One Dream Catcher slid triumphantly into home plate. Another pointed his bat toward center field, calling his shot in the style of Babe Ruth. Then there was 11-year-old Tayton Hjelmstad, who pumped his fist as he rounded first base and shouted, "Whoo! Josh Willingham!"
"He can hit with power," Tayton said of Willingham, the Minnesota Twins' left fielder and Tayton's favorite player.
The Minot Metros joined the Dream Catchers on Thursday at South Hill Complex for the first of their weekly baseball games. The Dream Catchers - an organization for children with physical and mental disabilities - is in its 10th year and has a record 81 participants this year, ranging from ages 4-22.
Ten-year-old Dream Catcher Lane Haman, left, and the Minot Metros’ Jayden Wahlundy run toward home plate Thursday at South Hill Complex.
"What's really fun about this is there's just smiles everywhere," said Travis Smith, 11th-year coach of the Metros. "Every guy smiles, you just see the personality. All our players are relaxed, having fun. I think it kind of slows things down for them, puts it in perspective that it's just a game and anybody can enjoy it."
Karen Hjelmstad said her son Tayton - who has cerebral palsy - had surgery in January to straighten each of his legs. The procedure involved cutting each of his shin bones and putting a plate in their place.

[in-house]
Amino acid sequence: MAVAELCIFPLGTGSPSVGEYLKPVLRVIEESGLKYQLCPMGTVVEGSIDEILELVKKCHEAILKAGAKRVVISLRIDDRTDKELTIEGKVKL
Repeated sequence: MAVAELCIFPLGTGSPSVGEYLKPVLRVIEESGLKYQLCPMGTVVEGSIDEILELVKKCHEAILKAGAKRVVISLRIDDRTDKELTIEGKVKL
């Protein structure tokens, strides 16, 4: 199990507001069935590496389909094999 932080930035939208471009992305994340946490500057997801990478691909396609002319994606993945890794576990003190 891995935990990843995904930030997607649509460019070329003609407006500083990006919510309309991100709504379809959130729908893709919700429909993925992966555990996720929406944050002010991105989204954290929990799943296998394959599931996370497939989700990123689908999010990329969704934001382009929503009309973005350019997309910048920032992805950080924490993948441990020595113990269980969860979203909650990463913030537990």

Yet with the aid of leg braces, Tayton made it around the basepaths on foot after his first at-bat - even breaking out into a wobbly run. After Tayton smacked a grounder in his second at-bat he traveled around the bases in a wheelchair, celebrating and thumping his chest.
But the Dream Catchers weren't the only ones enjoying themselves.
The Metros doled out high fives and compliments to the players they were partnered with. Minot High School rising sophomore Jayden Wahlundy was particularly enthusiastic, bantering with 10-year-old Lane Haman and dodging the handfuls of grass and dirt that Lane chucked at him.
"He just loved to play in the sand and draw little circles and call them 'his base,' " Wahlundy said. "It was pretty cool."
Smith said the annual tradition of partnering with the Dream Catchers is a valuable experience for his players.
"Our guys get to enjoy baseball every day and this is just a time for us to play with some other youth in the community and enjoy the same game," Smith said.
A game that produces no shortage of smiles.